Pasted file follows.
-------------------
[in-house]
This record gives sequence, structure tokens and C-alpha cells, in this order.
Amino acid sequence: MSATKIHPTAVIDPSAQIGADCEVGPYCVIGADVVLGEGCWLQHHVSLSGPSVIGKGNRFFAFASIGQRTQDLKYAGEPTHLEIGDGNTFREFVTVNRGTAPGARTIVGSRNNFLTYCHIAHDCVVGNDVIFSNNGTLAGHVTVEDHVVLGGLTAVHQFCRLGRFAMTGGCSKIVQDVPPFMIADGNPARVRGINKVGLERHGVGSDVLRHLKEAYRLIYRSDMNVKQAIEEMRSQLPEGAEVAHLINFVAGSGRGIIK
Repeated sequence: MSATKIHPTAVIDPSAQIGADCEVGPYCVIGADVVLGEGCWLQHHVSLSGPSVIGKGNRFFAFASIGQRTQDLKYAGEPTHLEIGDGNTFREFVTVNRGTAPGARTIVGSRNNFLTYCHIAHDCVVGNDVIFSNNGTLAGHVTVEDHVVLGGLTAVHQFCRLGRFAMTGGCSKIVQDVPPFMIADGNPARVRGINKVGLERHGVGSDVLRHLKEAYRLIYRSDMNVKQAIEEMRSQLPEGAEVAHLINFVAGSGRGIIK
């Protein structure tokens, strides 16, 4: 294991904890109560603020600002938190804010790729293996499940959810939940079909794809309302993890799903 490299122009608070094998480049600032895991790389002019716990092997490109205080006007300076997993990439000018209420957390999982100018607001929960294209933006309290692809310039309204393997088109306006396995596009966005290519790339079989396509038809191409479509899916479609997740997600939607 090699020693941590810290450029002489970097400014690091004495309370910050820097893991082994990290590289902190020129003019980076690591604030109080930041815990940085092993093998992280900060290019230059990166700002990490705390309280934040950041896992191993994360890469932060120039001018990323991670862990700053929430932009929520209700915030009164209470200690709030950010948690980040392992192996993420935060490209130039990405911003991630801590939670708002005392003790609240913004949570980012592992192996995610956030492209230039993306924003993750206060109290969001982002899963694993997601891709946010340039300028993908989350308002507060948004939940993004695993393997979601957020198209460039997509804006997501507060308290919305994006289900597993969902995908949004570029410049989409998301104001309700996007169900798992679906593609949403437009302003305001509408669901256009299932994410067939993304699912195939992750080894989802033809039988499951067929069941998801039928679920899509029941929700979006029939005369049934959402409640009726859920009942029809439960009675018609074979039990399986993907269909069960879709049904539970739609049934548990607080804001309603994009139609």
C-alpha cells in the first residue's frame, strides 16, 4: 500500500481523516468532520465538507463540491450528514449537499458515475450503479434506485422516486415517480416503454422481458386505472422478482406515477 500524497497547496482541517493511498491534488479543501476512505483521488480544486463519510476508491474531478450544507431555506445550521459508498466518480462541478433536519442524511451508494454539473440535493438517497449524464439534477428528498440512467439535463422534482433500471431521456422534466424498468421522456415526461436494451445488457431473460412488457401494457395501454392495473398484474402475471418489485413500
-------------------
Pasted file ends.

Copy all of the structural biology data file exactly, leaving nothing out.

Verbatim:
[in-house]
This record gives sequence, structure tokens and C-alpha cells, in this order.
Amino acid sequence: MSATKIHPTAVIDPSAQIGADCEVGPYCVIGADVVLGEGCWLQHHVSLSGPSVIGKGNRFFAFASIGQRTQDLKYAGEPTHLEIGDGNTFREFVTVNRGTAPGARTIVGSRNNFLTYCHIAHDCVVGNDVIFSNNGTLAGHVTVEDHVVLGGLTAVHQFCRLGRFAMTGGCSKIVQDVPPFMIADGNPARVRGINKVGLERHGVGSDVLRHLKEAYRLIYRSDMNVKQAIEEMRSQLPEGAEVAHLINFVAGSGRGIIK
Repeated sequence: MSATKIHPTAVIDPSAQIGADCEVGPYCVIGADVVLGEGCWLQHHVSLSGPSVIGKGNRFFAFASIGQRTQDLKYAGEPTHLEIGDGNTFREFVTVNRGTAPGARTIVGSRNNFLTYCHIAHDCVVGNDVIFSNNGTLAGHVTVEDHVVLGGLTAVHQFCRLGRFAMTGGCSKIVQDVPPFMIADGNPARVRGINKVGLERHGVGSDVLRHLKEAYRLIYRSDMNVKQAIEEMRSQLPEGAEVAHLINFVAGSGRGIIK
């Protein structure tokens, strides 16, 4: 294991904890109560603020600002938190804010790729293996499940959810939940079909794809309302993890799903 490299122009608070094998480049600032895991790389002019716990092997490109205080006007300076997993990439000018209420957390999982100018607001929960294209933006309290692809310039309204393997088109306006396995596009966005290519790339079989396509038809191409479509899916479609997740997600939607 090699020693941590810290450029002489970097400014690091004495309370910050820097893991082994990290590289902190020129003019980076690591604030109080930041815990940085092993093998992280900060290019230059990166700002990490705390309280934040950041896992191993994360890469932060120039001018990323991670862990700053929430932009929520209700915030009164209470200690709030950010948690980040392992192996993420935060490209130039990405911003991630801590939670708002005392003790609240913004949570980012592992192996995610956030492209230039993306924003993750206060109290969001982002899963694993997601891709946010340039300028993908989350308002507060948004939940993004695993393997979601957020198209460039997509804006997501507060308290919305994006289900597993969902995908949004570029410049989409998301104001309700996007169900798992679906593609949403437009302003305001509408669901256009299932994410067939993304699912195939992750080894989802033809039988499951067929069941998801039928679920899509029941929700979006029939005369049934959402409640009726859920009942029809439960009675018609074979039990399986993907269909069960879709049904539970739609049934548990607080804001309603994009139609």
C-alpha cells in the first residue's frame, strides 16, 4: 500500500481523516468532520465538507463540491450528514449537499458515475450503479434506485422516486415517480416503454422481458386505472422478482406515477 500524497497547496482541517493511498491534488479543501476512505483521488480544486463519510476508491474531478450544507431555506445550521459508498466518480462541478433536519442524511451508494454539473440535493438517497449524464439534477428528498440512467439535463422534482433500471431521456422534466424498468421522456415526461436494451445488457431473460412488457401494457395501454392495473398484474402475471418489485413500